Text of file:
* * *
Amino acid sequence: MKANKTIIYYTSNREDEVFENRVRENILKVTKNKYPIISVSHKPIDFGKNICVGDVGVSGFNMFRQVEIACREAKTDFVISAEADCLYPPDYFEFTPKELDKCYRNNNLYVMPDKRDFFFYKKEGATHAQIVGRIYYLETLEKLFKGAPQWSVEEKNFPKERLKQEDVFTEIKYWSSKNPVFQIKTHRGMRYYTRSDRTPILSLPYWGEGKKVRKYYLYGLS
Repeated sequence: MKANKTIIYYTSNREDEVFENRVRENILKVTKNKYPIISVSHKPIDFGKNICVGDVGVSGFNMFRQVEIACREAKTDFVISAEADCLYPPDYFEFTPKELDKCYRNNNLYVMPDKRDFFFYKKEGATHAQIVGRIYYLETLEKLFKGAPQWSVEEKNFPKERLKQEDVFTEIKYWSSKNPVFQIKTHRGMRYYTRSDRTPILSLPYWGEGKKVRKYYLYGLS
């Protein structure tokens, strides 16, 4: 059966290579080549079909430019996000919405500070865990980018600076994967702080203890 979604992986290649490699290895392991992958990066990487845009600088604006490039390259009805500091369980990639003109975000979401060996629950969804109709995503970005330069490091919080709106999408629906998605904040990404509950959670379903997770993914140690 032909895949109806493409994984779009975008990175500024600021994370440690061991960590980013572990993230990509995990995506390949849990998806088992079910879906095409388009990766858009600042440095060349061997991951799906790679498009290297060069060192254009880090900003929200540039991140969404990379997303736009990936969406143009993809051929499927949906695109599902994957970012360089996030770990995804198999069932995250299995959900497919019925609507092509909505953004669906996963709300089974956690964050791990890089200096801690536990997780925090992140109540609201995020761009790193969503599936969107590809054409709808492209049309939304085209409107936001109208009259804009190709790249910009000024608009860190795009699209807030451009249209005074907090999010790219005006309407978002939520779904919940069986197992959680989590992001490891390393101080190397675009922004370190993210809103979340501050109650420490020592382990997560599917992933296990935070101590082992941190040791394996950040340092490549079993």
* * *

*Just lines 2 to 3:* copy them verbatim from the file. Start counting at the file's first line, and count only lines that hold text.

Repeated sequence: MKANKTIIYYTSNREDEVFENRVRENILKVTKNKYPIISVSHKPIDFGKNICVGDVGVSGFNMFRQVEIACREAKTDFVISAEADCLYPPDYFEFTPKELDKCYRNNNLYVMPDKRDFFFYKKEGATHAQIVGRIYYLETLEKLFKGAPQWSVEEKNFPKERLKQEDVFTEIKYWSSKNPVFQIKTHRGMRYYTRSDRTPILSLPYWGEGKKVRKYYLYGLS
């Protein structure tokens, strides 16, 4: 059966290579080549079909430019996000919405500070865990980018600076994967702080203890 979604992986290649490699290895392991992958990066990487845009600088604006490039390259009805500091369980990639003109975000979401060996629950969804109709995503970005330069490091919080709106999408629906998605904040990404509950959670379903997770993914140690 032909895949109806493409994984779009975008990175500024600021994370440690061991960590980013572990993230990509995990995506390949849990998806088992079910879906095409388009990766858009600042440095060349061997991951799906790679498009290297060069060192254009880090900003929200540039991140969404990379997303736009990936969406143009993809051929499927949906695109599902994957970012360089996030770990995804198999069932995250299995959900497919019925609507092509909505953004669906996963709300089974956690964050791990890089200096801690536990997780925090992140109540609201995020761009790193969503599936969107590809054409709808492209049309939304085209409107936001109208009259804009190709790249910009000024608009860190795009699209807030451009249209005074907090999010790219005006309407978002939520779904919940069986197992959680989590992001490891390393101080190397675009922004370190993210809103979340501050109650420490020592382990997560599917992933296990935070101590082992941190040791394996950040340092490549079993």